We knew we'd like Dynasty Gourmet when the dumplings were brought to our table, not just because they tasted good but also because the serving was so artfully arranged.

We had ordered several appetizers -- fried dumplings, egg rolls, lovers' dumplings (stuffed with shrimp and pork) -- and the kitchen took the time and care to arrange them on a single white platter, complete with a tomato peel rose, like a small sculpture.

That's the kind of extra attention that makes this restaurant a step above many others. The food alone is good enough to keep us coming back. It's not great food, certainly, but generally above average. We like the small touches that you don't usually find except at more expensive places.

Ask the waiter what he recommends and he doesn't just repeat the menu. He tells you which dishes he thinks are good and which are boring. Order a whole fish, and the manager stops by the table to warn that the fish isn't so fresh tonight. He says he'd much rather serve another dish. And although the menu looks pretty much like a hundred other Chinese menus around town, there are a few distinctive dishes that we don't often find.

Start as we did with dumplings (skip the dull egg rolls unless you have kids who have to have them) and some bon bon chicken -- big shreds of white meat in a dark, hot peanut sauce. If you like extremely spicy food, try the Hunan wontons, soft folds of dough in a searing soy sauce sprinkled with peppers.

We haven't had many dishes we didn't like, so feel free to experiment (and, of course, to ask the waiter for help). A few of our favorites: minced chicken with pine nuts (an appetizer actually, tiny pearls of chicken, celery and carrots tossed in a clear glaze with a hint of sweetness, wrapped in lettuce leaves); shredded chicken with yu shiang sauce (threads of meat and red and green peppers, slightly flavored with ginger and garlic), and terrific baked shrimp with shell in spicy salt (a generous serving of big juicy shrimp, seared until they taste smoky and flowery with pepper; the shell's so soft and tastes so good you should try eating it).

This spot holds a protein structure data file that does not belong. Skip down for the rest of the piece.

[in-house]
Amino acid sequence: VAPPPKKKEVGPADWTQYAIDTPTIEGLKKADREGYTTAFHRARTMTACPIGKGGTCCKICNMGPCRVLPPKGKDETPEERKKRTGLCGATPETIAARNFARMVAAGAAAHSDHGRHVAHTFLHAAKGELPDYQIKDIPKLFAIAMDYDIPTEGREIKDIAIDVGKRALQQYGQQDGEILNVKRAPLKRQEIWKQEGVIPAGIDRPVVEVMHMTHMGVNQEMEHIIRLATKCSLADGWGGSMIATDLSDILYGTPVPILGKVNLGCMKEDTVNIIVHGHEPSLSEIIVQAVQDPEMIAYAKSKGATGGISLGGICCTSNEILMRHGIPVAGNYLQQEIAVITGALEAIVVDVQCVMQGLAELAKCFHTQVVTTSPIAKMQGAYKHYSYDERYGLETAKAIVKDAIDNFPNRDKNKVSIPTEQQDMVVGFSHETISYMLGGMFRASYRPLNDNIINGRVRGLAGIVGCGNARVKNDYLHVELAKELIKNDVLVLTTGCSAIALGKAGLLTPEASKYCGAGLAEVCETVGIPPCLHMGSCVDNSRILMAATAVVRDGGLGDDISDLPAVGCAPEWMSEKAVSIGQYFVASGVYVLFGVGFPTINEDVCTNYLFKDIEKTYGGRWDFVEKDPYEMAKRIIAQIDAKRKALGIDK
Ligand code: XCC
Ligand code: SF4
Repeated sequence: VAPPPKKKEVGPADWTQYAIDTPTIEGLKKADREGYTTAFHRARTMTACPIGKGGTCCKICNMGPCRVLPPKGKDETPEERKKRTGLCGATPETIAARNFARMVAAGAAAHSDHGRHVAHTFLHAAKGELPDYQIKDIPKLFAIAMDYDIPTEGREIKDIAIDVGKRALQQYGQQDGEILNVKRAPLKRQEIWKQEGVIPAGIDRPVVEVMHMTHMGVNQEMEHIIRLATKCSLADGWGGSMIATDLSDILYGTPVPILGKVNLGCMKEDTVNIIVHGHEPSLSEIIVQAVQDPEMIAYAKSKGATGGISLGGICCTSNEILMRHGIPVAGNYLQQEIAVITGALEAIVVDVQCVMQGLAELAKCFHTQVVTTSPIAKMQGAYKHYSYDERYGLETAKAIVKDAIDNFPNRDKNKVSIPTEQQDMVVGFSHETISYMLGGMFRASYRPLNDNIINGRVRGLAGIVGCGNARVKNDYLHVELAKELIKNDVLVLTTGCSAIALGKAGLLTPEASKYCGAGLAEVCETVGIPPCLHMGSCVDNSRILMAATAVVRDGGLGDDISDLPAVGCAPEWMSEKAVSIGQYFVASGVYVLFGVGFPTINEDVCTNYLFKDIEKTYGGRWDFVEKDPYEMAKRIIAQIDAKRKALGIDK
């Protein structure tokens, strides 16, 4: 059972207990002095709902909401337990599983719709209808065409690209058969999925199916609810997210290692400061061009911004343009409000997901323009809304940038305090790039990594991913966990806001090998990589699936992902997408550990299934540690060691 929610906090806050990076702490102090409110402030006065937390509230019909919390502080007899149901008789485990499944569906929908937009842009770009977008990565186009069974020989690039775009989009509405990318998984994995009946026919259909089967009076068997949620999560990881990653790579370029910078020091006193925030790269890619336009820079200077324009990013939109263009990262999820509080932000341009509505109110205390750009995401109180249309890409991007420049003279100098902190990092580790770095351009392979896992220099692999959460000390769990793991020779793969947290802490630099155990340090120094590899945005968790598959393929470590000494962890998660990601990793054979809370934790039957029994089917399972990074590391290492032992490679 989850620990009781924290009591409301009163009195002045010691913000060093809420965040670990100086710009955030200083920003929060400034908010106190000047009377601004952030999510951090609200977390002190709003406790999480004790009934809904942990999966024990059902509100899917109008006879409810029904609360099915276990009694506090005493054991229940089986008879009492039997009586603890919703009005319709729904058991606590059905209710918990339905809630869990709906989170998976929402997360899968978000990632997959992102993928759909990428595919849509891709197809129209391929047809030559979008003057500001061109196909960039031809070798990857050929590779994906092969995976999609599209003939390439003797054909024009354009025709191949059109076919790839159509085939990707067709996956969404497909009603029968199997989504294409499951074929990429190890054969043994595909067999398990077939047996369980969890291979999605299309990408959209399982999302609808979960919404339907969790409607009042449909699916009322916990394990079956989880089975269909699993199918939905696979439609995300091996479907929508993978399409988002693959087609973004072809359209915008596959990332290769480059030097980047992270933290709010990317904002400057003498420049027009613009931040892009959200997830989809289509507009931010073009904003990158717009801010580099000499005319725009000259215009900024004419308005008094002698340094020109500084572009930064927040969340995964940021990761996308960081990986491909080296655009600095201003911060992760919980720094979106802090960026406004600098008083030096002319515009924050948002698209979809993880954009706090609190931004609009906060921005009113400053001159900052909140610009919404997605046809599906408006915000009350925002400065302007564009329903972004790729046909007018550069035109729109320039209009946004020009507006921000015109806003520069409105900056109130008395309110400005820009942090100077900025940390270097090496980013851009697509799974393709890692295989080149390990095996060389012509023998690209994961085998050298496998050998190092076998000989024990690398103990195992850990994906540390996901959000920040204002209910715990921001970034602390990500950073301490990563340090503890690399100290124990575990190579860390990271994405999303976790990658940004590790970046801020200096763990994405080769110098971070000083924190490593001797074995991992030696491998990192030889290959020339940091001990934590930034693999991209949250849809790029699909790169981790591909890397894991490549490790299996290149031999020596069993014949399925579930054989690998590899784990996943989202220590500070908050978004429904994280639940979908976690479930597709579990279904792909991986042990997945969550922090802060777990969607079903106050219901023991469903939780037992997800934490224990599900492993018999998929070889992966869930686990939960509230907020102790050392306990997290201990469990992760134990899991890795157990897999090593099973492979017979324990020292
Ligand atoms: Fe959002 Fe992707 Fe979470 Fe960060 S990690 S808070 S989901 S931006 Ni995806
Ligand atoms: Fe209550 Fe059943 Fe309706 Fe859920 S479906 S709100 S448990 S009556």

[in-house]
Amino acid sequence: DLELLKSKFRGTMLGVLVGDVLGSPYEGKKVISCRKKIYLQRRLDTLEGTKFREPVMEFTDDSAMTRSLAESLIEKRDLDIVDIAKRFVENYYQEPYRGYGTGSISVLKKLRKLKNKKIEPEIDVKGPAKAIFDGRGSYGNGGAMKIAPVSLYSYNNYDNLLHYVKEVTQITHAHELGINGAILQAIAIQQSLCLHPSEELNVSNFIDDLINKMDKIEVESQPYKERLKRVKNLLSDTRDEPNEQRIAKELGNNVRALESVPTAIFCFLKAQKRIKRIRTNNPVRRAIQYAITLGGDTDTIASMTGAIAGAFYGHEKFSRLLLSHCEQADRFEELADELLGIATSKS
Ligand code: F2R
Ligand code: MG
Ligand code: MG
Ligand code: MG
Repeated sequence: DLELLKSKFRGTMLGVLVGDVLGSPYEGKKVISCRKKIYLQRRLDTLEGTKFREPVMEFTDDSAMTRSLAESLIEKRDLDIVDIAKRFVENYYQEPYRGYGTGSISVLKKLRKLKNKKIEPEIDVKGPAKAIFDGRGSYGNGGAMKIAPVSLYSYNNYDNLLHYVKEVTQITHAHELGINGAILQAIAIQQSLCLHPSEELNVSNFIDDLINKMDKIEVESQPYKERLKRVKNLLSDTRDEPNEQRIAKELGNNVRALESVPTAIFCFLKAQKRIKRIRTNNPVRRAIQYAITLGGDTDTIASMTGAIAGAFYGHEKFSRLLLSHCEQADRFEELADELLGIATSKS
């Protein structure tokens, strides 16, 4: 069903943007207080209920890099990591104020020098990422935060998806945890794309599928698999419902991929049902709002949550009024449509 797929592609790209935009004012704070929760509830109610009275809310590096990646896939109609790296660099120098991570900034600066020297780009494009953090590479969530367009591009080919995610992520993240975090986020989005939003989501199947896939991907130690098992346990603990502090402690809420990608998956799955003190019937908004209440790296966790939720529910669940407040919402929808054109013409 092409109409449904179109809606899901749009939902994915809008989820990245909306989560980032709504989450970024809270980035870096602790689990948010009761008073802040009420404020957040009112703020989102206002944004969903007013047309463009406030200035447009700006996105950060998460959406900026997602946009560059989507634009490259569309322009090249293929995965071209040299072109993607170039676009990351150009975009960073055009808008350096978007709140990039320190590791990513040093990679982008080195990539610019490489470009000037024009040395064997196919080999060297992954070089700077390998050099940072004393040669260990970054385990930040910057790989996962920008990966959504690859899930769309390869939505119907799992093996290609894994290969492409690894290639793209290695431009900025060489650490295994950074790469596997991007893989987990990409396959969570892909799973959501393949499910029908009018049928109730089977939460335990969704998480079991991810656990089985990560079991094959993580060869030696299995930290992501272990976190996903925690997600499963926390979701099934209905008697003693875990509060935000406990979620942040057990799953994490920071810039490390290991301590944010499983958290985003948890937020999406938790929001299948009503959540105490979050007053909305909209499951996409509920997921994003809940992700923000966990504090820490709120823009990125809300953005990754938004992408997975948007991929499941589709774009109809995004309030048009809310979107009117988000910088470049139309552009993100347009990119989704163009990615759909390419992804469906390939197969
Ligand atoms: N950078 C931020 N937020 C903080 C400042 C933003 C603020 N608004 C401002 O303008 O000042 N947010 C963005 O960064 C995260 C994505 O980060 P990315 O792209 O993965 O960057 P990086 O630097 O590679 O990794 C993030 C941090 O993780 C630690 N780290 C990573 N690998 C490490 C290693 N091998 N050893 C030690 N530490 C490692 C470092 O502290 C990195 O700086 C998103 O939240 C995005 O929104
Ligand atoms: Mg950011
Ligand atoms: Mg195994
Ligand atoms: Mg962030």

Don't neglect noodle dishes -- pan-fried, for instance, piled with bright, vivid broccoli and carrots, along with shrimp, scallops and chicken.

Sesame beef is a pleasant dish, too, but we could do without the light tomato sauce, which reminds us of barbecue. However, it's sprinkled with striking black and white sesame seeds.

The most visually spectacular dish, unfortunately, is one of the most flawed. Called double wonders, it looks like a centerpiece at a Chinese state banquet, with piles of sienna-colored spicy chicken and pristine white lobster arranged around the bright orange lobster shell that sits upright like a statue. The chicken is delicious, but the lobster tastes limp and watery. Another dish that sounds interesting, scallops stuffed with shrimp paste, has been a bit pasty.

At the end of the meal you'll get your ritual plate of fortune cookies, naturally, but also one more gracious touch: a platter of sweet sliced oranges. Dynasty Gourmet doesn't have to serve any fruit, and you probably wouldn't miss it if the restaurant didn't. But the staff wants to give you something extra -- and that makes a modestly priced dinner here just a bit more special.